Jeremy Corbyn was elected as the leader of the Labour Party in 2015, after the resignation of Ed Miliband after the Conservative party led by David Cameron won the general election.
Married three times ( his current wife Laura Alvarez was a human rights lawyer in her native Mexico) with three sons, grammar school educated and a vegetarian, Corbyn has been the MP for Islington North since 1983.
After a brief sojourn into journalism at his local newspaper in Market Drayton. he spent two years with Voluntary Service Overseas in Jamaica before embarking on a course in Trade Union Studies at North London Polytechnic.
Abandoning academia he moved directly into the world of Trade Unions and worked for the National Union of Tailors and Garment Workers and the Amalgamated Engineering and Electrical Union, finally stepping into the world of politics in 1974 when he was elected to Haringey Council.
Corbyn stepped closer to the inner circle of the Labour Party in 1981 by working on Tony Benn’s deputy leadership campaign, which preceded his own election as an MP in 1983.
With strident left-wing beliefs, it is no surprise that he never rose in the ranks of the party during the Blair government (1997-2010). In fact it is on record that he vote more against his own party policy than any other MP.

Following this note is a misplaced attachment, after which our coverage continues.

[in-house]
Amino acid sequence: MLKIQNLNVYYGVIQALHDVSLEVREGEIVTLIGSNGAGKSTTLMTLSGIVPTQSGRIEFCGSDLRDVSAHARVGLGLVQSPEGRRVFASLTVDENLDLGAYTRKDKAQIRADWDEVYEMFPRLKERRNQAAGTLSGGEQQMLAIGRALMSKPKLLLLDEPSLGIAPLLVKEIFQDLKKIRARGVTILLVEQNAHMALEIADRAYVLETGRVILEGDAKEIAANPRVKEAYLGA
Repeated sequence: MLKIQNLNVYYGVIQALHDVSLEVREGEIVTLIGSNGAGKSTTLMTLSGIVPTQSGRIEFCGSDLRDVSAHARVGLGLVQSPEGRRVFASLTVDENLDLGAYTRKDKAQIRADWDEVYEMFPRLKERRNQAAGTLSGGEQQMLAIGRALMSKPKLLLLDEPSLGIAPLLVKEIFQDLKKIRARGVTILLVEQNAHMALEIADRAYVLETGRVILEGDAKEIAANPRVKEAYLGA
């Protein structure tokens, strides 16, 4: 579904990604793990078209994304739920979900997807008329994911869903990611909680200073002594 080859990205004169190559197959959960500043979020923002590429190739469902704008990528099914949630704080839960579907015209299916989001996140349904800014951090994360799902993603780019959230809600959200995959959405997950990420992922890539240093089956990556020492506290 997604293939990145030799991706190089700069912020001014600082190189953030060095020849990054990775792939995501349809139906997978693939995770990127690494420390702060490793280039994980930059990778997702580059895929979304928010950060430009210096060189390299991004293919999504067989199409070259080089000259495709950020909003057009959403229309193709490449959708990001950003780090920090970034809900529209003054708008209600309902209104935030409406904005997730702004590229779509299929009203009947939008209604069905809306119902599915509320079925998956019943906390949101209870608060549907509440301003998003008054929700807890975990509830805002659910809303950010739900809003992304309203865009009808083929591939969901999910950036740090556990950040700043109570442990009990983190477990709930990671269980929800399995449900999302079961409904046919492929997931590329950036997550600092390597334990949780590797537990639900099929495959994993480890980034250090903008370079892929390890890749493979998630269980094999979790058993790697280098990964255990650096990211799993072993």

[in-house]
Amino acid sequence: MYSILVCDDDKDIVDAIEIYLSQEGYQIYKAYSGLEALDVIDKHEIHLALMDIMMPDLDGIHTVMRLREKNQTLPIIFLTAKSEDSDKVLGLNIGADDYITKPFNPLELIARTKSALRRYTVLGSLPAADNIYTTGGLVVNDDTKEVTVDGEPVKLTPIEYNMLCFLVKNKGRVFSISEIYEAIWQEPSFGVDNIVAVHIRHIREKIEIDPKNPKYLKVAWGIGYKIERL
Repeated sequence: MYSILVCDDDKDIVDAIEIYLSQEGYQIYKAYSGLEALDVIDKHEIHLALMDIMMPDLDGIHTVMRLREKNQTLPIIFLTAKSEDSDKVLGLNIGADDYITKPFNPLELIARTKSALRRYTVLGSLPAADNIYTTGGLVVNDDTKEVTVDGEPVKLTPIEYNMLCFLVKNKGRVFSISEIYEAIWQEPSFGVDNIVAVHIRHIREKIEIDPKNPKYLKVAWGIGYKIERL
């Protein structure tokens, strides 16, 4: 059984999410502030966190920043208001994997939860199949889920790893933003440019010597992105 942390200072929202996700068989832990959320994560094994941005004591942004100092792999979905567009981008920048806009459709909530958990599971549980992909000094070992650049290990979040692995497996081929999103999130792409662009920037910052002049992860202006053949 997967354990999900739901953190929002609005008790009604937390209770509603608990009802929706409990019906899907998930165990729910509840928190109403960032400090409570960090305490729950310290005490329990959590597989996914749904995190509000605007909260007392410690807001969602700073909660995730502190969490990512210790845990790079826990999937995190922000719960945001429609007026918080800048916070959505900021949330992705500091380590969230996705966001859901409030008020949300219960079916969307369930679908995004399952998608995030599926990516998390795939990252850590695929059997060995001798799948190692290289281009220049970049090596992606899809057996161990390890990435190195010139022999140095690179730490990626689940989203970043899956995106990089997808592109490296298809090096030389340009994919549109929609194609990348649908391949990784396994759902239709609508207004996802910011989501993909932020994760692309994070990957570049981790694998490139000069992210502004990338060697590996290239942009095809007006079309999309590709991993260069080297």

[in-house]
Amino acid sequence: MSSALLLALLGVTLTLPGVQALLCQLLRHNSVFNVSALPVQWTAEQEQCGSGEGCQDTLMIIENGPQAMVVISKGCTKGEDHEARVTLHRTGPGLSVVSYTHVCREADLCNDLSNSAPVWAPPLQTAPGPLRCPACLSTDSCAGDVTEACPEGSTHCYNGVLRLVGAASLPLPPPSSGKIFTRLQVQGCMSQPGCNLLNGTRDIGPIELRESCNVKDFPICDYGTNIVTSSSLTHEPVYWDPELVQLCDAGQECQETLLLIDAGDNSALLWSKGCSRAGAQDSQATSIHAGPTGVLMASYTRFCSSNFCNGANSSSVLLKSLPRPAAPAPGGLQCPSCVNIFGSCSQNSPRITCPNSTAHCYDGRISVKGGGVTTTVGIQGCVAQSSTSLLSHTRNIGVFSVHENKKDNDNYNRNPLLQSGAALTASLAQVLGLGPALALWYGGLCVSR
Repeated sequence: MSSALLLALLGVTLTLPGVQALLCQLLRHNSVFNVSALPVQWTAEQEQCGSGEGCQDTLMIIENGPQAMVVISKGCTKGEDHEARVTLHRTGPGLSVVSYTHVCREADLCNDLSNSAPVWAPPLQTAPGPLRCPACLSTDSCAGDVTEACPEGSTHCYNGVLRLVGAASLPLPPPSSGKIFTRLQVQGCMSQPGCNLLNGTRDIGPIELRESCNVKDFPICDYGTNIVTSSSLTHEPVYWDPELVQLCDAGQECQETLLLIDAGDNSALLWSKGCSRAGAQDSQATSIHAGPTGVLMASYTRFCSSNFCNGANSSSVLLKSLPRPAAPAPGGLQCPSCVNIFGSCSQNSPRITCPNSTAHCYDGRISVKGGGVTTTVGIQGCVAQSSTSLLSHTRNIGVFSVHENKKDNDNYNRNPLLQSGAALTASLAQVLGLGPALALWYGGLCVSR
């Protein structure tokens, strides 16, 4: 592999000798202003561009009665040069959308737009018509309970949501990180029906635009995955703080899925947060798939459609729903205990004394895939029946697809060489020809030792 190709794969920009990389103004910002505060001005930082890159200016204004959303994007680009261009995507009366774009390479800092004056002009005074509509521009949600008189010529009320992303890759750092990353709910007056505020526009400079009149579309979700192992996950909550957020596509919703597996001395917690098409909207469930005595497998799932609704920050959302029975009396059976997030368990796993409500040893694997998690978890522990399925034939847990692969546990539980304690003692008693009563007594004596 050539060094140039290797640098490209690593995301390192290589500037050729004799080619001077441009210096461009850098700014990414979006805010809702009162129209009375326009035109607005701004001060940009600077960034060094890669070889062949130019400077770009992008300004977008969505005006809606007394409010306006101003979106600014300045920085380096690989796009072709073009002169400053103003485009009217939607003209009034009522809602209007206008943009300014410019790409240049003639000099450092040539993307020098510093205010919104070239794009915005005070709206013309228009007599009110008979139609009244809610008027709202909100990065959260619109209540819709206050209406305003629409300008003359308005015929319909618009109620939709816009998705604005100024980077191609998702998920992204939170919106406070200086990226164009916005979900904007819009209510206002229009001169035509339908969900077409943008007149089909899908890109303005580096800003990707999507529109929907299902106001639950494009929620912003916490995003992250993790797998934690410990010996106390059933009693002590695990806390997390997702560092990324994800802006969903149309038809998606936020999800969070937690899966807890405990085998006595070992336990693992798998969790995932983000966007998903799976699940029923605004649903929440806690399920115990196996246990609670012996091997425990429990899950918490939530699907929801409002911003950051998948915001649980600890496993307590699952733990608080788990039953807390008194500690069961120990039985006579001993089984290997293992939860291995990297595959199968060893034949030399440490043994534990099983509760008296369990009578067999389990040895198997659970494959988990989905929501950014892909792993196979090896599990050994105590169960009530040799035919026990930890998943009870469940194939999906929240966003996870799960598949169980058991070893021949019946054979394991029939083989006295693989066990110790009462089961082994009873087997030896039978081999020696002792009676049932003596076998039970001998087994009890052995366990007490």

Only just securing the required 35 nominations to enter the Labour Party leadership race, Corbyn was seen as a rank outsider by bookmakers to secure the role in 2015. Andy Burnham led the field with Yvette Cooper and Liz Kendall all thought to have a greater chance of success and party grandees warning that Corbyn’s politics would make the party unelectable for a generation.
Going on to gain the support of six trade unions as well as constituency votes, Corbyn went on to win 59.5% of the vote and secured the top job in September 2015 becoming the Leader of the Official Opposition.
Corbyn was quoted as being “seven and a half out of ten” in favour of staying in Europe during the 2016 Referendum campaign.
Theresa May might have hoped, that as she confronts the weighty matters of the day, like Brexit, that she could count on her ministers to take care of business on the domestic front. However, the Northern Rail crisis is becoming a real béte…